If you trust the weathermen, you would think that every time it snows we are just about guaranteed an accident if we choose to leave the house… and so many don’t. Some are worked up by the sensationalism of the media, some just want an excuse to stay home and binge watch Netflix, and some honestly are just concerned for their safety.
The truth is, every winter in the U.S., an average of 1,836 deaths and 136,309 injuries are attributed to conditions on icy and snowy roads. Obviously not every American is equally at risk. Not every state has icy conditions in the winter. Some states have worse winters than others. Some people are better at driving in icy conditions than others. Some cars are better equipped than others when it comes to handling these conditions… but at the end of the day, there will be wrecks, injuries, and even fatalities.
Now mind you, this is only in the winter time! However, every time you get behind the wheel, you are risking your own well-being and the well-being of others. The statistics are enough to scare you into giving up driving altogether, but let’s be honest - the majority of us are going to take our chances.
As a pastor, I know there are dangers out there. When I have an elderly member who says “I’m afraid to drive on the ice,” or “I can’t see very well at night and don’t think I should come to the night services,” I certainly don’t get mad at them. I may offer them some transportation, or I will encourage them to just stay home and be safe.
So, my take on the whole coronavirus scare is very similar. This year, something like 23,000 people died from the flu, and every time we left our house or pushed a shopping cart, we were at risk. I realize the coronavirus might be way more contagious and maybe even deadlier if not controlled. I know that we are risking harm to ourselves or others (much like we are every time we get behind the wheel... especially when it is icy). I know some parts of the country are at higher risk than others. I know some people are more likely to die if they contract the virus...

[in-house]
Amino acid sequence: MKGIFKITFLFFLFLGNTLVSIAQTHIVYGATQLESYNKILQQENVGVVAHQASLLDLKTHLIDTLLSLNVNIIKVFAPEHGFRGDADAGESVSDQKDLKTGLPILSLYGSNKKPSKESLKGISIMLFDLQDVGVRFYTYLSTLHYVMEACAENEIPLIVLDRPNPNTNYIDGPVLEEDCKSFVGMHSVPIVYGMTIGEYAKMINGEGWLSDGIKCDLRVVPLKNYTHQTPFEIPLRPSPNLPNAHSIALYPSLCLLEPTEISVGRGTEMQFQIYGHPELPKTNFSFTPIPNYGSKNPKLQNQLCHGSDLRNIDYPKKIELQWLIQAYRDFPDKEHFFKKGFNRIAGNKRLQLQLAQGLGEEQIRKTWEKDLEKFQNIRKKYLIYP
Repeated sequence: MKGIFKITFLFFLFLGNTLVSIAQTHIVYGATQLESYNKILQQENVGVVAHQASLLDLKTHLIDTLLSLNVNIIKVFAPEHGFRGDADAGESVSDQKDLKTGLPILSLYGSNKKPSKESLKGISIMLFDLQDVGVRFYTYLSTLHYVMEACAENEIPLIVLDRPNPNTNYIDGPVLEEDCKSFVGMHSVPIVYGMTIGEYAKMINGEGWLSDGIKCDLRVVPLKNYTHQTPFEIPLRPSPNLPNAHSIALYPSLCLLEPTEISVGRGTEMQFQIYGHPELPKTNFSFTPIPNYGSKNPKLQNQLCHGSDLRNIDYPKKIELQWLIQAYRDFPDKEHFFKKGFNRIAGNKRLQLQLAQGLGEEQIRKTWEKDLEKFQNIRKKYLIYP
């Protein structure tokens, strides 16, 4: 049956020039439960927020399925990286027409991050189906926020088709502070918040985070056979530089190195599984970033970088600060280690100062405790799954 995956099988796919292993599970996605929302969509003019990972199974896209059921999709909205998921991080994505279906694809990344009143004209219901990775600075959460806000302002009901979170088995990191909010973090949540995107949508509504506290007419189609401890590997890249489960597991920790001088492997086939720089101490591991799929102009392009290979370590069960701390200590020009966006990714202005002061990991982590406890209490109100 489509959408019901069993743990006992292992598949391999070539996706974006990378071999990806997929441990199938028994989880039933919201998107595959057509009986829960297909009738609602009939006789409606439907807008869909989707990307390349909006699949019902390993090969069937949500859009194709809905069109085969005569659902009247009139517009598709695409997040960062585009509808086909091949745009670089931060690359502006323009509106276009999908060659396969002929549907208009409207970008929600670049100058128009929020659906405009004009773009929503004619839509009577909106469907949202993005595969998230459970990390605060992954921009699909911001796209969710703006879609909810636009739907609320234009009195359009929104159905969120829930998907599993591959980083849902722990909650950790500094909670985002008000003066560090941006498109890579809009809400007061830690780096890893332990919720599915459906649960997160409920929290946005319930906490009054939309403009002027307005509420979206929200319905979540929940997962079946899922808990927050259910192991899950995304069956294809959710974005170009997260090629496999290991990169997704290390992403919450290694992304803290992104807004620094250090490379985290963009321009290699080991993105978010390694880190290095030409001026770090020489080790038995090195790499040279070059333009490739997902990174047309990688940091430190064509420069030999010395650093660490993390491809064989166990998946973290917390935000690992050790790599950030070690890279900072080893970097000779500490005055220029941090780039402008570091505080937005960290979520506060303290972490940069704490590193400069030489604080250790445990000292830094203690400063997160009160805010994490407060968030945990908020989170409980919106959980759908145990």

For all those reasons, I’m not against people choosing to shut down their services, nor am I against people choosing to stay home if the services continue. That is their prerogative, and I trust they are trying to do what they believe is the safest for their congregation or themselves.
At the same time, I personally have seen God do some amazing things among a handful of people that meet together in spite of the extra challenges or risks they took to assemble together in difficult times. To some folks, the few times we meet together with one another is more important to their well-being than going out to the grocery store to buy some more toilet paper and Clorox wipes. To some, it means more to come in and be fed from the Word of God than to go inside a fast food restaurant and order their food to go. To some, it means more to continue giving out the Gospel in these times than it does to raise money for distributing masks and latex gloves to the community.